The Wolfpack had a fairly disastrous season, going 4–14 in ACC play and losing 10 of their final 11 games, but Smith Jr. did not disappoint in his one and only season in Raleigh. The No. 10 recruit in the Class of 2016, Smith Jr. missed his entire senior season in high school after tearing his ACL. But by the time he was set to take the court at NC State he was healthy and ready to go, putting together a freshman year that saw him rank eighth in the ACC in scoring (18.1), first in assists (6.2), second in steals (1.9) and 10th in field-goal percentage (45.5%). Smith Jr. recorded two triple doubles (a 27-point, 11-rebound, 11-assist effort against Virginia Tech and a 13-point, 11-rebound, 15-assist OT performance against Syracuse) and poured in a season-high 32 points to lead a January win over Duke, the Wolfpack’s best victory of the year. As expected, he’s now off to the NBA draft, where he’s an expected lottery pick.
Biggest surprise: Georgia Tech
Few, if anyone, expected much from the Yellow Jackets in 2016–17. After a 21–15 season and an NIT appearance, the school fired its head coach of five years, Brian Gregory. Memphis’s Josh Pastner took over with what seemed like a near-barren cupboard—Georgia Tech lost its top four scorers to graduation, leaving rising senior Quinton Stephens as the leading returning scorer at 5.0 points per game. But Pastner was able to hang onto the commitment of three-star guard recruit Josh Okogie, who originally pledged to Gregory, and Okogie surprised many by averaging 16.1 points and 5.4 rebounds on 45.3% shooting to lead the Yellow Jackets as a freshman.
Meanwhile, returnees Stephens, Tadric Jackson and Ben Lammers all had career years to provide veteran support around Okogie, and suddenly Georgia Tech was making some noise. Its stunning Dec. 31 win over UNC turned heads, and when it went on to win ACC games over Florida State, Notre Dame and Syracuse as well, it was clear the Jackets were no fluke. By the end of the season, they had played themselves into the bubble discussion, and while they fell short of the Big Dance, their NIT runner-up performance far exceeded anyone’s expectations heading into the season.
Biggest disappointment: Duke
On the surface, it seems odd to call a team that won the ACC tournament and earned a No. 2 seed in the NCAA tournament the “biggest disappointment,” but everyone knows the expectations that were heaped on the Blue Devils at the start of the season—and with good reason. Preseason No. 1 team with the No. 1 incoming recruiting class. A returning core that included the ACC’s top returning scorer in Allen, a healthy Amile Jefferson, a model breakout candidate in Kennard and the experienced Matt Jones. The idea of Duke going 11–7 in conference play and falling in the second round of the NCAA tournament sounded patently foolish six months ago.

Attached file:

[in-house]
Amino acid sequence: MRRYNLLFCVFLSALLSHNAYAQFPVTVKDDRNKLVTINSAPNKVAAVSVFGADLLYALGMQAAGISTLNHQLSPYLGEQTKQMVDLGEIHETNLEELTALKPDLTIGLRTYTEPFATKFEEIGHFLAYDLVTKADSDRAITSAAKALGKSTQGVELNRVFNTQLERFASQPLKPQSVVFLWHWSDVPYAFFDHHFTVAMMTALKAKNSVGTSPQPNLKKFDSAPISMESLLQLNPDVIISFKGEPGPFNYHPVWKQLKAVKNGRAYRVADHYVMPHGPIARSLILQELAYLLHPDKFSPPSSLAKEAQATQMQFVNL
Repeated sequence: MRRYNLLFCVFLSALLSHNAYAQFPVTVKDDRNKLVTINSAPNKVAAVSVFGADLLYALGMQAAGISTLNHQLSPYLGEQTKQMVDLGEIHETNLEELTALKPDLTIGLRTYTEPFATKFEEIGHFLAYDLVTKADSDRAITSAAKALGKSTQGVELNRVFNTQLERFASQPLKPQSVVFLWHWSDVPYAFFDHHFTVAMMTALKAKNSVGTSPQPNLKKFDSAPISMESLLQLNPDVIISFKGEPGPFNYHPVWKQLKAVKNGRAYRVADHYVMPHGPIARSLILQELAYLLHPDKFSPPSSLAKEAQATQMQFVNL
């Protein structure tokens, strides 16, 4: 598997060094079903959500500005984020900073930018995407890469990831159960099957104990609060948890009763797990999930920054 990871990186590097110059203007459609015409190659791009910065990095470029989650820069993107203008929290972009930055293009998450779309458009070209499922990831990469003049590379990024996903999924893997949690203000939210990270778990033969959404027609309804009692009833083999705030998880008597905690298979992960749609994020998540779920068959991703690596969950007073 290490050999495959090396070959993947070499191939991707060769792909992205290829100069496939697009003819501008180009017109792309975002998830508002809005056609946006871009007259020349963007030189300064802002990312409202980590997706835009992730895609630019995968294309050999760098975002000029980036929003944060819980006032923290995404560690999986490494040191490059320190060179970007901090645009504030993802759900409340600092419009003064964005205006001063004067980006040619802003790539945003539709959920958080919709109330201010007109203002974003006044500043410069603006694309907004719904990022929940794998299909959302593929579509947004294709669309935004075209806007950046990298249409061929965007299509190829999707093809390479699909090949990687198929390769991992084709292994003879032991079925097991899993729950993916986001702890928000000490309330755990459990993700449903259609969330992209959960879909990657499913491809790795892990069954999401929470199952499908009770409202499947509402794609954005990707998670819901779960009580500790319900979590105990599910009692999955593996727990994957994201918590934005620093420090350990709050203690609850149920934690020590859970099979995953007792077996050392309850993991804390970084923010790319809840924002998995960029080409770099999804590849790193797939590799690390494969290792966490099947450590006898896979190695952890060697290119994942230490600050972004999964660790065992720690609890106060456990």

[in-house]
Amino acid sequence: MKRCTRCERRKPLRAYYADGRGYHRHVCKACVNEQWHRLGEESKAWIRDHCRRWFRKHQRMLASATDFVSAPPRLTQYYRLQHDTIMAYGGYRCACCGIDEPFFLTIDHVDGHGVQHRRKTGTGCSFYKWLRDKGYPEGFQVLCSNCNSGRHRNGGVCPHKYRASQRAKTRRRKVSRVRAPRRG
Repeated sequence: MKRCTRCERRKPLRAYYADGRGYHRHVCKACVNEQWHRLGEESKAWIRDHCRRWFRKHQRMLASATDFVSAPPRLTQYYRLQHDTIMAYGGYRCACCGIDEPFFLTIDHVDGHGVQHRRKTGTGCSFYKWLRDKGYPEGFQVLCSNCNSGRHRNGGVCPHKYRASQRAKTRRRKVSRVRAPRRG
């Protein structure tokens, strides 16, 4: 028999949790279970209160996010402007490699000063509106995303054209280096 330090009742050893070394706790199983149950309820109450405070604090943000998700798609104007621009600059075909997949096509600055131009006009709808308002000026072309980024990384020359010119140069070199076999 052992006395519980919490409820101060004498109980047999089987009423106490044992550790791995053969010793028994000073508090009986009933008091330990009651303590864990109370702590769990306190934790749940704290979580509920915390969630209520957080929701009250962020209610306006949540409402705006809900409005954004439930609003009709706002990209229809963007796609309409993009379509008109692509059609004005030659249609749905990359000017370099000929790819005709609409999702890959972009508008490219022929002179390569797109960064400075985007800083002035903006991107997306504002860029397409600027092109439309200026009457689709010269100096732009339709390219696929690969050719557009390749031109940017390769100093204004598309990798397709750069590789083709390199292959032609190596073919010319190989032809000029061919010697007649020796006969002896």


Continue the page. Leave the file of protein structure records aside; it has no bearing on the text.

What went wrong? Things got off to a bumpy start when freshman Harry Giles, Jayson Tatum and Marques Bolden all started the season sidelined as they recovered from injury. But when the Blue Devils only lost by two to a potent Kansas team without them, it felt like Duke was a sleeping giant that would achieve its juggernaut destiny when everyone got healthy. For a multitude of reasons (including Allen’s tripping debacle and suspension, nagging injuries to key players, Giles and Bolden never truly emerging and Coach K’s missing time after back surgery), that vision never came to pass. The Blue Devils did become the first No. 5 seed to win the ACC tournament, yes, but that performance also serves as a reminder of how far this group could’ve gone when playing to its full potential.
One burning off-season question: Where will Kevin Knox commit?
Knox isn’t the only top recruit who is still undecided and considering at least one ACC school, but the five-star wing is down to five schools and three reside in the ACC: Duke, North Carolina and Florida State. The No. 9 player in the 2017 class, his decision could play a critical role in how—at the very least—preseason expectations in the conference shake out, unless he winds up at one of his two other choices, Kentucky or Missouri. The Blue Devils and Tar Heels were both picked in the top 10 of SI.com’s Way-Too-Early 2017–18 rankings and would only get better with Knox in tow, while the Seminoles are looking to restock after losing Dwayne Bacon and Jonathan Isaac, and possibly Xavier Rathan-Mayes, to the NBA. Mohamed Bamba and Trevon Duval, both top-10 recruits considering Duke, are two others to keep an eye on in the spring signing period, as well as top-30 recruit M.J. Walker, who has both Florida State and Georgia Tech on his list.